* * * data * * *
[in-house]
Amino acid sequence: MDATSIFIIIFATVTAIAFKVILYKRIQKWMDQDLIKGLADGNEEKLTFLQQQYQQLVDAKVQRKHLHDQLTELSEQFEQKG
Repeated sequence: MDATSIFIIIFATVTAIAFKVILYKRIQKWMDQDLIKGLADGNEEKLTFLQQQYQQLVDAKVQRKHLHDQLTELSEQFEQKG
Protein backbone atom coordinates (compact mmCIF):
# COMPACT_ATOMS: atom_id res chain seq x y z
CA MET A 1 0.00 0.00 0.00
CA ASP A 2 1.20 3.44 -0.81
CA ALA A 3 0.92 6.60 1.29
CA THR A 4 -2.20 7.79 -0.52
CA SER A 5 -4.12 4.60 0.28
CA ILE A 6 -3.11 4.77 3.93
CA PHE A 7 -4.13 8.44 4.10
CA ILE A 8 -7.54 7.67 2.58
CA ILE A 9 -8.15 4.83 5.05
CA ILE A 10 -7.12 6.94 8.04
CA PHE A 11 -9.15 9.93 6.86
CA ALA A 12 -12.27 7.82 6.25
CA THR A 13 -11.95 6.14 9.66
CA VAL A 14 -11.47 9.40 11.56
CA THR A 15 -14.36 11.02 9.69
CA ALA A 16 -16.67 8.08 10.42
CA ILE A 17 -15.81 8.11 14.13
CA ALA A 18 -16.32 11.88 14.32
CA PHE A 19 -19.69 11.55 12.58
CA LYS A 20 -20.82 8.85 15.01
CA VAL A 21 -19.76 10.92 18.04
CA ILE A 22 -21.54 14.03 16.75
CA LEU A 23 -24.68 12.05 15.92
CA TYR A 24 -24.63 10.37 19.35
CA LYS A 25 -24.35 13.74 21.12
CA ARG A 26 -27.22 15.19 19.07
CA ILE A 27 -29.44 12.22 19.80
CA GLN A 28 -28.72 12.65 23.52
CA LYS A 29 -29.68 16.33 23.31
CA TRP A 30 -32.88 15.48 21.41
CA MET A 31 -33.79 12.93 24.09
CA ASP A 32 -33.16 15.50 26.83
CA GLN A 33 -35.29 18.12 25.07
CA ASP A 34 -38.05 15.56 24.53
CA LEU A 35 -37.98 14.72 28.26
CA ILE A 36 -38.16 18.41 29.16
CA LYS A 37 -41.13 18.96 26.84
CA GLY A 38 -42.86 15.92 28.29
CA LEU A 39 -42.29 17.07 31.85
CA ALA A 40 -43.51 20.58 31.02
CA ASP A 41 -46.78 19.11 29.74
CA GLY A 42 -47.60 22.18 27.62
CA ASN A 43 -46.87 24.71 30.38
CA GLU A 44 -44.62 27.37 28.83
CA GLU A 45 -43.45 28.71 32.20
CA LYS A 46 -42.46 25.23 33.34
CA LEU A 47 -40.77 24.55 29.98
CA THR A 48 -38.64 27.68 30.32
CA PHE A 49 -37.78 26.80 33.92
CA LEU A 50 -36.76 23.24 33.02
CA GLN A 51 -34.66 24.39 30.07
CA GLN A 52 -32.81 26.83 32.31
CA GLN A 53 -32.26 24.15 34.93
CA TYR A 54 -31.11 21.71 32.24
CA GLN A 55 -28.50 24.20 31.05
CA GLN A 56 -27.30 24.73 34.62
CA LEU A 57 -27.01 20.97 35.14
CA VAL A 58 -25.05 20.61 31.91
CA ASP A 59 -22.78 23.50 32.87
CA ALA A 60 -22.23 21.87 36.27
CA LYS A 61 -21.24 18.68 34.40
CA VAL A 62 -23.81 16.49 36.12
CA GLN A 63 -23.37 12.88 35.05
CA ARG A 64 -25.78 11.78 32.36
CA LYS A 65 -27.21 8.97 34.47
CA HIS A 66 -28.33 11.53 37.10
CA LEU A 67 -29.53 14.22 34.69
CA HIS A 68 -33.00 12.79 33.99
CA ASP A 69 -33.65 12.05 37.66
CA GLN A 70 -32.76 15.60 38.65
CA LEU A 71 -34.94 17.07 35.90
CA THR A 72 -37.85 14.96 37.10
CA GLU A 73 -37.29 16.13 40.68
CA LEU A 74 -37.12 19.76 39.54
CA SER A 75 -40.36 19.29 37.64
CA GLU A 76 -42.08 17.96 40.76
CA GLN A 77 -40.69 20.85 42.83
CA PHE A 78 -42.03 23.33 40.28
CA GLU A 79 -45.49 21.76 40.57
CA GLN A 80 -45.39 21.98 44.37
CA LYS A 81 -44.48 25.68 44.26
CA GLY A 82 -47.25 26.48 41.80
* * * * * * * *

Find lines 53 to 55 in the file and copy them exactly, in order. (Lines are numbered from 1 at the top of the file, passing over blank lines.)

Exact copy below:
CA THR A 48 -38.64 27.68 30.32
CA PHE A 49 -37.78 26.80 33.92
CA LEU A 50 -36.76 23.24 33.02